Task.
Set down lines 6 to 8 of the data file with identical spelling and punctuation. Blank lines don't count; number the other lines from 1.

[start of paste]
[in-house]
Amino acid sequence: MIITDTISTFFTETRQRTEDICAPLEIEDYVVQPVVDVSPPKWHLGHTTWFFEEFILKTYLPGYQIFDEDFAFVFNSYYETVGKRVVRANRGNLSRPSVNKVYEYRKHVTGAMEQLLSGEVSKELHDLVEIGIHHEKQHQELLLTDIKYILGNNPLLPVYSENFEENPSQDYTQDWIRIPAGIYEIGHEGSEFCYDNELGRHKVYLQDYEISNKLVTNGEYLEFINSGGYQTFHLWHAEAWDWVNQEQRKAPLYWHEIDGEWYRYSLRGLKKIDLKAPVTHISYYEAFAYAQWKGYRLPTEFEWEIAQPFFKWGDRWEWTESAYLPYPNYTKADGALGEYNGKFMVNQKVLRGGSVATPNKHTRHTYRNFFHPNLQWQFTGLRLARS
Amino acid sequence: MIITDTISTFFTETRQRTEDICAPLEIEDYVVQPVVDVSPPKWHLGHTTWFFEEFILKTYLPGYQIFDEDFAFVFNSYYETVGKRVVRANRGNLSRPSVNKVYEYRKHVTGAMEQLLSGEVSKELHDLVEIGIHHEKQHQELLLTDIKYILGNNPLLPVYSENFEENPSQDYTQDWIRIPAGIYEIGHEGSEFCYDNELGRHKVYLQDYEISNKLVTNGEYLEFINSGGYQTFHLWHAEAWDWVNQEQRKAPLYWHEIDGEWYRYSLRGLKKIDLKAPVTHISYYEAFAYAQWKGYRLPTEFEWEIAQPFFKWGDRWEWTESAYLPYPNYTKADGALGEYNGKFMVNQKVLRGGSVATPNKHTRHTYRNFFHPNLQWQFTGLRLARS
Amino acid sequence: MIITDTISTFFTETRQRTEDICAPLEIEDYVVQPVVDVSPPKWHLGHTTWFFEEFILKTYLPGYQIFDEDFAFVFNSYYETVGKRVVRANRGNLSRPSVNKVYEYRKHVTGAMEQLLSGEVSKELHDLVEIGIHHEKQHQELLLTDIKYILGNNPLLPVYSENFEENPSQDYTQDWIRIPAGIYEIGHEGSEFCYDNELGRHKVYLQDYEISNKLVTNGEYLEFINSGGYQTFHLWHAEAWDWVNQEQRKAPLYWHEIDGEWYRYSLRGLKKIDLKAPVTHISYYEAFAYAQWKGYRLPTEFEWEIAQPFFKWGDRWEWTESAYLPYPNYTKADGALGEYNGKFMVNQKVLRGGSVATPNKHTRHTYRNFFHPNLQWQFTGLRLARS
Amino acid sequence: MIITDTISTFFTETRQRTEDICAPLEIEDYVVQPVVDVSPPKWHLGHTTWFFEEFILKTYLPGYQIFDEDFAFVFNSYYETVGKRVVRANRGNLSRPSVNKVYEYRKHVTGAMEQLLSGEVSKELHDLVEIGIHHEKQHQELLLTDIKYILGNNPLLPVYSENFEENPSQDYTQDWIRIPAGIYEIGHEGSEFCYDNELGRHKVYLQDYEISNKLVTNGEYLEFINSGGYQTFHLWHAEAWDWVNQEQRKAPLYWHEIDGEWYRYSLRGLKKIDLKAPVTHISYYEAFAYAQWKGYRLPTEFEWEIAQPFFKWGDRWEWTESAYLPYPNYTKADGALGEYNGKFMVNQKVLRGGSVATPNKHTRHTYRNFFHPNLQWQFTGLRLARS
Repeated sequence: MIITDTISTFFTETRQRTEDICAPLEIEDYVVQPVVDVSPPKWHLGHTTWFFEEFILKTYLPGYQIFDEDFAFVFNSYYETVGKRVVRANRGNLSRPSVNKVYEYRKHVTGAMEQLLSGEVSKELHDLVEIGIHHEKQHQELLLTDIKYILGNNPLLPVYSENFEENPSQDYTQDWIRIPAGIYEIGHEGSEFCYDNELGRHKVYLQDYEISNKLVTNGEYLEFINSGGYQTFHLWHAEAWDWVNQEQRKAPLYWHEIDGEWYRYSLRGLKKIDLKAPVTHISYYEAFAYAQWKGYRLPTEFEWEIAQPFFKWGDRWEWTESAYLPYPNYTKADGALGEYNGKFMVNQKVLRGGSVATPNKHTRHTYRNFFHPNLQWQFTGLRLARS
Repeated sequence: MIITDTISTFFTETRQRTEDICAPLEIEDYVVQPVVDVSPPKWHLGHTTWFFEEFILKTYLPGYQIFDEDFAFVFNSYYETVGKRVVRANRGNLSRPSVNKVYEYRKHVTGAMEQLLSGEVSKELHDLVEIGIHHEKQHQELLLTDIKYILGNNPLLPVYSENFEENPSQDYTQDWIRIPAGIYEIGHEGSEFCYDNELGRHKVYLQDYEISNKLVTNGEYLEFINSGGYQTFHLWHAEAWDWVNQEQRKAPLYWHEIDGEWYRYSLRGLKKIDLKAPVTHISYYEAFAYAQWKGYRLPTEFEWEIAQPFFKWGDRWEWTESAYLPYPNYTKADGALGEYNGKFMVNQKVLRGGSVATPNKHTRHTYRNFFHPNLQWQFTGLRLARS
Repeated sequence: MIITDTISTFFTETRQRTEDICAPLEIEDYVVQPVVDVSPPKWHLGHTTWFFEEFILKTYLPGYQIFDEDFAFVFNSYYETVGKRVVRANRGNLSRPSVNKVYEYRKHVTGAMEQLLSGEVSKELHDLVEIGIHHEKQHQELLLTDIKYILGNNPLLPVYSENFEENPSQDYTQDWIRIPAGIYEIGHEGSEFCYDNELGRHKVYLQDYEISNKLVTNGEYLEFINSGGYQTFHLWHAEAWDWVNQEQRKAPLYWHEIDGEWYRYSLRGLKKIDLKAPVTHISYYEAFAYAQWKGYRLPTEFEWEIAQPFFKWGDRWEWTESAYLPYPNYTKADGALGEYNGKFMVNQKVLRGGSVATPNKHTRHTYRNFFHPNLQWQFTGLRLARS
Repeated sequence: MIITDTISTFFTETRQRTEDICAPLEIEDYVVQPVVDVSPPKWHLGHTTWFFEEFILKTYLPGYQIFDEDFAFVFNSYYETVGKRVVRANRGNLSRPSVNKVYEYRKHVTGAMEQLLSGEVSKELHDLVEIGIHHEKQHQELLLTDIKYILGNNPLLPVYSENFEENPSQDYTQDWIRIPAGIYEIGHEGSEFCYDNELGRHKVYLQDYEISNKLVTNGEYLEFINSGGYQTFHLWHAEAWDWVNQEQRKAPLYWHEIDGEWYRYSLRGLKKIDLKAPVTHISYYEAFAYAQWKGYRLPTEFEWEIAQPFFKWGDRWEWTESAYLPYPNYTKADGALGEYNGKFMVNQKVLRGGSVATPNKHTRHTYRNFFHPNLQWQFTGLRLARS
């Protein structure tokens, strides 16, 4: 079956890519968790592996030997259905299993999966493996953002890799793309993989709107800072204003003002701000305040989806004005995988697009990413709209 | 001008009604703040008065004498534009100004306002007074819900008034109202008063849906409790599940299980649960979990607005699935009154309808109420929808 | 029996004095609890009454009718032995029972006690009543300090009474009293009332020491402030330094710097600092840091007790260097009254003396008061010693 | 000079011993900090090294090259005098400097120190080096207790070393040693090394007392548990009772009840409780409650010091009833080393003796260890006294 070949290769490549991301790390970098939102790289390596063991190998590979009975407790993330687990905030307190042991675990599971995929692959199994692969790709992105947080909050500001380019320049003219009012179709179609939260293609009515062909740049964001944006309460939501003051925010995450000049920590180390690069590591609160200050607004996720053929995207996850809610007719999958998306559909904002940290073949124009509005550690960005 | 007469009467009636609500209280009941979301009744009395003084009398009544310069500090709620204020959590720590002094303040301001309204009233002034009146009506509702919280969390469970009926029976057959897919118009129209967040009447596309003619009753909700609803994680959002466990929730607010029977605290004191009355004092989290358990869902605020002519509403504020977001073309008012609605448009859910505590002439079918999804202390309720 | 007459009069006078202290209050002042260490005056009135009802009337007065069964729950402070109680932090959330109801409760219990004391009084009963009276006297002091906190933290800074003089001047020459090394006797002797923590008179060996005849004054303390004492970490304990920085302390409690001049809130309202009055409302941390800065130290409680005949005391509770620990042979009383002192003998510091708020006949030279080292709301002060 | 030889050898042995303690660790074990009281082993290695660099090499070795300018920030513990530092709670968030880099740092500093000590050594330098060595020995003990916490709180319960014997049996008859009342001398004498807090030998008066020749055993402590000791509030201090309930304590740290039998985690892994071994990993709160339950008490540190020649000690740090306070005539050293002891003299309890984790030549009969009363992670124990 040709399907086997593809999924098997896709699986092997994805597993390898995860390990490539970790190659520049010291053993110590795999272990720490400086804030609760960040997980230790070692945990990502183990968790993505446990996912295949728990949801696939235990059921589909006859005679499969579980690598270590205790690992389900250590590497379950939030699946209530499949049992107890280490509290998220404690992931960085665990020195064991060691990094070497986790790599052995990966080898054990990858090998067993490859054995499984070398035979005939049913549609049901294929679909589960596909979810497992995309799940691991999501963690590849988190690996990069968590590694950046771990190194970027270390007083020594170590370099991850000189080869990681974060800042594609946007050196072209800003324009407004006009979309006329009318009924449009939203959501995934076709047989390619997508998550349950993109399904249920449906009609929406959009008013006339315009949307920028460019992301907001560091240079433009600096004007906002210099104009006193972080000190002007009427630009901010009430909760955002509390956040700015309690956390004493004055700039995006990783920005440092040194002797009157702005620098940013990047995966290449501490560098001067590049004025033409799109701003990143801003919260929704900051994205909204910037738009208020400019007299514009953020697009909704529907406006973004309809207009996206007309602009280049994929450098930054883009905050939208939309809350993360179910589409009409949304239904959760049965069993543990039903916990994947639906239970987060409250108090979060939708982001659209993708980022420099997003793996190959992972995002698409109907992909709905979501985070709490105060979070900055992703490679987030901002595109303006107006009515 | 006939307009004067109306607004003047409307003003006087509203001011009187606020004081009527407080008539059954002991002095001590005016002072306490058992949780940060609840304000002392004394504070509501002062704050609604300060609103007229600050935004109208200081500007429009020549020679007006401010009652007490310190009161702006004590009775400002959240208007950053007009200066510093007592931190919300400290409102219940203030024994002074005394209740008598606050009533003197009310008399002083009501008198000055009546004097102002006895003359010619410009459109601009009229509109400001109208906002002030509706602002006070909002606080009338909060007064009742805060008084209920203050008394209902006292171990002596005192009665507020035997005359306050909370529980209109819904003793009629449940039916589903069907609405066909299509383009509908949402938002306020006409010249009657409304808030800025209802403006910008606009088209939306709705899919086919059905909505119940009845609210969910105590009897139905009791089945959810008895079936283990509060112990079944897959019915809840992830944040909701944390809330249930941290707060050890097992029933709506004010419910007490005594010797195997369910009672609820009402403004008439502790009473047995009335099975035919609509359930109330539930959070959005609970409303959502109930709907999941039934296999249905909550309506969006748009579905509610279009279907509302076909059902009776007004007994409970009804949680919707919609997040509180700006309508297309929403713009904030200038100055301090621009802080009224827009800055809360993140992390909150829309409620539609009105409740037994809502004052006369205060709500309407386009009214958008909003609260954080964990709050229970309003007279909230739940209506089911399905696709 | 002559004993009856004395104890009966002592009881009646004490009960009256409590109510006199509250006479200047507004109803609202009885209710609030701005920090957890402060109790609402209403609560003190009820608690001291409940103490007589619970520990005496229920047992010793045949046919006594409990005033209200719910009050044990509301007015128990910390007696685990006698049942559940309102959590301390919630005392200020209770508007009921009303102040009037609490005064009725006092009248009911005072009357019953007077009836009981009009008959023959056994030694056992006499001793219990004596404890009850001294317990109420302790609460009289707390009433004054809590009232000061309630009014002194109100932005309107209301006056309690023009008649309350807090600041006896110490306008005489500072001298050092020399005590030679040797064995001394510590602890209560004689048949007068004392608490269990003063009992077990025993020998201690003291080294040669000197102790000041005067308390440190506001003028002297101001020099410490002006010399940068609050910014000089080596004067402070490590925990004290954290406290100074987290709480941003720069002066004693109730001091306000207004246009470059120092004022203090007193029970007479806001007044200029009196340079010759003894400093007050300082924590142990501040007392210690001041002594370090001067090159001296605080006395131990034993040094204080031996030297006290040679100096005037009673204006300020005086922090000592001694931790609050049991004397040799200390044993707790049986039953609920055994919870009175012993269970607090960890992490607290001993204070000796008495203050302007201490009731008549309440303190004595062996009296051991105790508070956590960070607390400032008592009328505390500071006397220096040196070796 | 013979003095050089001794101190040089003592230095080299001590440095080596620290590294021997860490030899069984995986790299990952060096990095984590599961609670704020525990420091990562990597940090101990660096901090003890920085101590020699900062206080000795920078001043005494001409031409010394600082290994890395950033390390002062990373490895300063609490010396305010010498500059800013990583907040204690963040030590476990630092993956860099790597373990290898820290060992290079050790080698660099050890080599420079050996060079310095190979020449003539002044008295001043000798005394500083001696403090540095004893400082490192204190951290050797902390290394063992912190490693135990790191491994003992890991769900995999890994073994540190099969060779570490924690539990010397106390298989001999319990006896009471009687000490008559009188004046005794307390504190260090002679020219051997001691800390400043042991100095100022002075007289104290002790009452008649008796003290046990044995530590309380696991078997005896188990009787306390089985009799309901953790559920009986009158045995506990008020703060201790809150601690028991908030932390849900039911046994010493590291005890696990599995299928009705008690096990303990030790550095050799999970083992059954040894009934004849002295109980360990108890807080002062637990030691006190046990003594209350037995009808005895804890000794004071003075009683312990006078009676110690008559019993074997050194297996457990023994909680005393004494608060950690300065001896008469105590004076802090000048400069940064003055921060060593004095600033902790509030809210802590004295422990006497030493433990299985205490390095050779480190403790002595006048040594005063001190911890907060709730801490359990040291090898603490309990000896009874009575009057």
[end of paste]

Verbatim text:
Repeated sequence: MIITDTISTFFTETRQRTEDICAPLEIEDYVVQPVVDVSPPKWHLGHTTWFFEEFILKTYLPGYQIFDEDFAFVFNSYYETVGKRVVRANRGNLSRPSVNKVYEYRKHVTGAMEQLLSGEVSKELHDLVEIGIHHEKQHQELLLTDIKYILGNNPLLPVYSENFEENPSQDYTQDWIRIPAGIYEIGHEGSEFCYDNELGRHKVYLQDYEISNKLVTNGEYLEFINSGGYQTFHLWHAEAWDWVNQEQRKAPLYWHEIDGEWYRYSLRGLKKIDLKAPVTHISYYEAFAYAQWKGYRLPTEFEWEIAQPFFKWGDRWEWTESAYLPYPNYTKADGALGEYNGKFMVNQKVLRGGSVATPNKHTRHTYRNFFHPNLQWQFTGLRLARS
Repeated sequence: MIITDTISTFFTETRQRTEDICAPLEIEDYVVQPVVDVSPPKWHLGHTTWFFEEFILKTYLPGYQIFDEDFAFVFNSYYETVGKRVVRANRGNLSRPSVNKVYEYRKHVTGAMEQLLSGEVSKELHDLVEIGIHHEKQHQELLLTDIKYILGNNPLLPVYSENFEENPSQDYTQDWIRIPAGIYEIGHEGSEFCYDNELGRHKVYLQDYEISNKLVTNGEYLEFINSGGYQTFHLWHAEAWDWVNQEQRKAPLYWHEIDGEWYRYSLRGLKKIDLKAPVTHISYYEAFAYAQWKGYRLPTEFEWEIAQPFFKWGDRWEWTESAYLPYPNYTKADGALGEYNGKFMVNQKVLRGGSVATPNKHTRHTYRNFFHPNLQWQFTGLRLARS
Repeated sequence: MIITDTISTFFTETRQRTEDICAPLEIEDYVVQPVVDVSPPKWHLGHTTWFFEEFILKTYLPGYQIFDEDFAFVFNSYYETVGKRVVRANRGNLSRPSVNKVYEYRKHVTGAMEQLLSGEVSKELHDLVEIGIHHEKQHQELLLTDIKYILGNNPLLPVYSENFEENPSQDYTQDWIRIPAGIYEIGHEGSEFCYDNELGRHKVYLQDYEISNKLVTNGEYLEFINSGGYQTFHLWHAEAWDWVNQEQRKAPLYWHEIDGEWYRYSLRGLKKIDLKAPVTHISYYEAFAYAQWKGYRLPTEFEWEIAQPFFKWGDRWEWTESAYLPYPNYTKADGALGEYNGKFMVNQKVLRGGSVATPNKHTRHTYRNFFHPNLQWQFTGLRLARS